One Hundred Million Hearts


281 pages
ISBN 0-676-97511-9
DDC C813'.54




Reviewed by Matt Hartman

Matt Hartman is a freelance editor and cataloguer, running Hartman Cataloguing, Editing and Indexing Services.


Sakamoto’s first novel, The Electrical Field (1998), was a finalist
for a Governor General’s award for fiction. This new work tells the
story of Miyo, a young Japanese-Canadian woman whose world is shattered
with the death of her father. Miyo and her stepmother, Setsuko, travel
from Toronto to Japan, where Miyo meets Hana, a sister she didn’t know
she had. The discoveries Miyo makes in Japan change her life in profound
ways. What she finds in Tokyo and in the Japanese countryside is a
different father—one, in fact, she denies again and again until the
truth of his life is made inescapable. During World War II, Miyo’s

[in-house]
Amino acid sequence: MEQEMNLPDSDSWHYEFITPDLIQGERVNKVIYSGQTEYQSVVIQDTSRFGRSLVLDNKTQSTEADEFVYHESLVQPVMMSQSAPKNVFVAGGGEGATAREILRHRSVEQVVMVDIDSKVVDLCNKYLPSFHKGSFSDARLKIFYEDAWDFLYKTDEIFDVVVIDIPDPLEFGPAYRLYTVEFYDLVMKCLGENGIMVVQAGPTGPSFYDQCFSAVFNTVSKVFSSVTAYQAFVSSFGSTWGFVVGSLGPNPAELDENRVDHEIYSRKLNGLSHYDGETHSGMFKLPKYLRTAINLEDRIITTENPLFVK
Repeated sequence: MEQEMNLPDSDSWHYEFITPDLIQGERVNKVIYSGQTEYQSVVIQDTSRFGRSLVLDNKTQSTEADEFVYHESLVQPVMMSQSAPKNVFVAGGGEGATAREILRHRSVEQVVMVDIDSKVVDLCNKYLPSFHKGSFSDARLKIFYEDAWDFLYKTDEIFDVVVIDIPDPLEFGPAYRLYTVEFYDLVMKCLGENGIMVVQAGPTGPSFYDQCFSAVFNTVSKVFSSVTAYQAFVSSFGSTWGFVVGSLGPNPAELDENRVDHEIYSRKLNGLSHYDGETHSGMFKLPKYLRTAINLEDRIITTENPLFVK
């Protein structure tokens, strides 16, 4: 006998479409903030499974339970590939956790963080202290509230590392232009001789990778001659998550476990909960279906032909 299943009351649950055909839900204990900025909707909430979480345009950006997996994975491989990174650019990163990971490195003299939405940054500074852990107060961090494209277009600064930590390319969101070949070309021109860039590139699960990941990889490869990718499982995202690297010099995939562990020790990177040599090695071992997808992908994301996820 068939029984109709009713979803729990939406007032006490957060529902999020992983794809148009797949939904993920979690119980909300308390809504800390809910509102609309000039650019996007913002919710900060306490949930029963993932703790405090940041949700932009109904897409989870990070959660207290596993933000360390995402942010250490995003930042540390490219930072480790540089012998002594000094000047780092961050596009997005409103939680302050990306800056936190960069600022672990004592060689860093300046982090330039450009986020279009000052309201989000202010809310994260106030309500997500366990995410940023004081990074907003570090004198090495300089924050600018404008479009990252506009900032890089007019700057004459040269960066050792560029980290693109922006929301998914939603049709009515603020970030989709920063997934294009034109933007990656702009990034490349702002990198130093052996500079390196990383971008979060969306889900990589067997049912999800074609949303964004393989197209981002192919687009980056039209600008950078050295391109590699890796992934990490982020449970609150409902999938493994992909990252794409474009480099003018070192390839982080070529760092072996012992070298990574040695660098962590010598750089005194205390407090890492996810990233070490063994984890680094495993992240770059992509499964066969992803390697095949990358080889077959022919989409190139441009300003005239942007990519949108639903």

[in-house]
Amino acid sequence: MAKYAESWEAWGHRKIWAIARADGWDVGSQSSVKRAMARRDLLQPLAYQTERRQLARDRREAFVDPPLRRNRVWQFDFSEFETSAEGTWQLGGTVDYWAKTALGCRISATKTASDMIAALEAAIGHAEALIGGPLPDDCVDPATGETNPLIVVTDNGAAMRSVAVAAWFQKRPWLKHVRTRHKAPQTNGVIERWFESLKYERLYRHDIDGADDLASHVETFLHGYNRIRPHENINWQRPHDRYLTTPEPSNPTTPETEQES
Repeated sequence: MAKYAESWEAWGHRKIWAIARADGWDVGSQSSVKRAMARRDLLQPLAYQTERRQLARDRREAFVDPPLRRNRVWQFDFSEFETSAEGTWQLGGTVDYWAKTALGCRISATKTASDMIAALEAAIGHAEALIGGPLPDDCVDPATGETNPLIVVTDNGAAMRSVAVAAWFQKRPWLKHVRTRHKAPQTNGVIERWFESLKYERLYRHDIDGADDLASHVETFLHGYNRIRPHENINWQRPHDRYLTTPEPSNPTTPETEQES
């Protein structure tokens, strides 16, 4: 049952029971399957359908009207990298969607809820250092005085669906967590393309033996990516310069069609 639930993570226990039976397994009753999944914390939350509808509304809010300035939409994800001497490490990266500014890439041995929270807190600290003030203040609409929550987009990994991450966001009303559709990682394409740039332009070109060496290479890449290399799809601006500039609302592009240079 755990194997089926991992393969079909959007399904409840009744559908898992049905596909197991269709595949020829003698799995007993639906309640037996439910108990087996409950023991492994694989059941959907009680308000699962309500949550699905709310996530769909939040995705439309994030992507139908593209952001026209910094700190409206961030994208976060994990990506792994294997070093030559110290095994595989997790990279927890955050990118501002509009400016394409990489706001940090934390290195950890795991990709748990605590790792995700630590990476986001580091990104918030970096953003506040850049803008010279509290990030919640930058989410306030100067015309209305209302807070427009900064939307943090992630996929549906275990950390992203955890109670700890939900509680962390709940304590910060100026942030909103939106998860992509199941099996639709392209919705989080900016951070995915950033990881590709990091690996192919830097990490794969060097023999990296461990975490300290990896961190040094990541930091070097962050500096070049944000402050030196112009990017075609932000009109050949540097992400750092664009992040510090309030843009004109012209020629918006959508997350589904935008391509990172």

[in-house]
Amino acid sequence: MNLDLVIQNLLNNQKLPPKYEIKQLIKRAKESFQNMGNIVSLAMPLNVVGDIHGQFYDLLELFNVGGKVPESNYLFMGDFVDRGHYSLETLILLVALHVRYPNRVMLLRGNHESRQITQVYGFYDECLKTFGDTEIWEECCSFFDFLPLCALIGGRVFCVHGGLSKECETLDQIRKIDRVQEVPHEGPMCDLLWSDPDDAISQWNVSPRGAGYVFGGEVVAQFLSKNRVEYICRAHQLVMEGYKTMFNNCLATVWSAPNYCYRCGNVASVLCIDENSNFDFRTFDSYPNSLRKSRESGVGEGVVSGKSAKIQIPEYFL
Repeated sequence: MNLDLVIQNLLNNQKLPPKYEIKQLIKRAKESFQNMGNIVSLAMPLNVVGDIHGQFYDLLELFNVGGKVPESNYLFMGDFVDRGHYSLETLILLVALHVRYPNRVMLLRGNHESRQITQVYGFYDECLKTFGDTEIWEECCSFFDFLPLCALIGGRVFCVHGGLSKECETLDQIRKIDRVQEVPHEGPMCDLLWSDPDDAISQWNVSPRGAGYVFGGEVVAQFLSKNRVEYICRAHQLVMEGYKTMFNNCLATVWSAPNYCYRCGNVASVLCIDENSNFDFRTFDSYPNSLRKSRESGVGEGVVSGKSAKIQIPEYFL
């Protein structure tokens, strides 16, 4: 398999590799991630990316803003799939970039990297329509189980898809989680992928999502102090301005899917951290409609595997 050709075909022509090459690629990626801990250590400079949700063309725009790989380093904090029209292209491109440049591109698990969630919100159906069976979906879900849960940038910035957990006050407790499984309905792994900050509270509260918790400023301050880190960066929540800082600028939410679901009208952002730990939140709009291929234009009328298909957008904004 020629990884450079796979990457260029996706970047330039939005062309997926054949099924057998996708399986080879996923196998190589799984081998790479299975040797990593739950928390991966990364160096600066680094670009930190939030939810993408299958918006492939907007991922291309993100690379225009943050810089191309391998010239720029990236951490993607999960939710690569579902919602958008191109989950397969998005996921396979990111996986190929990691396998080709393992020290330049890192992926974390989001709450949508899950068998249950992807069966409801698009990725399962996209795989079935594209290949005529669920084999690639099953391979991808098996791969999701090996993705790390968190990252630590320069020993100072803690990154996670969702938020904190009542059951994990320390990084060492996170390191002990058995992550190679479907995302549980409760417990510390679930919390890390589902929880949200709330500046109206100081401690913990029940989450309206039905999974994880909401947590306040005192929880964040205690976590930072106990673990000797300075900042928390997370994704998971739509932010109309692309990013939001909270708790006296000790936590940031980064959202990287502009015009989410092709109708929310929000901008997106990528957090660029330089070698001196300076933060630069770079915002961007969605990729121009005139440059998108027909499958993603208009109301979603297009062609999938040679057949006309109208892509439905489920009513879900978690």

father was a kamikaze pilot who survived. With this discovery comes a
realization of what the war meant for many Japanese: feelings of heroism
and ultimate allegiance. To be a kamikaze was to sacrifice—but only if
one was killed. To survive the war was worse than death; to the
Japanese, it was dishonour.

When Miyo meets Buddy, a man who also served, she is told: “Your
father served, just like I did, only I wasn’t tokko-tai, Special
Attack Forces. I was not kamikaze. But I sacrificed. He didn’t. You
think you know the way it is? What do you know?” What Miyo learns
during her journey is not just the truth about her father, but also the
truth of a culture and of a tradition, and how they continually
influence a person’s life.

Sakamoto writes with skill and sensitivity.


Sakamoto, Kerri., “One Hundred Million Hearts,” Canadian Book Review Annual Online, accessed July 24, 2024,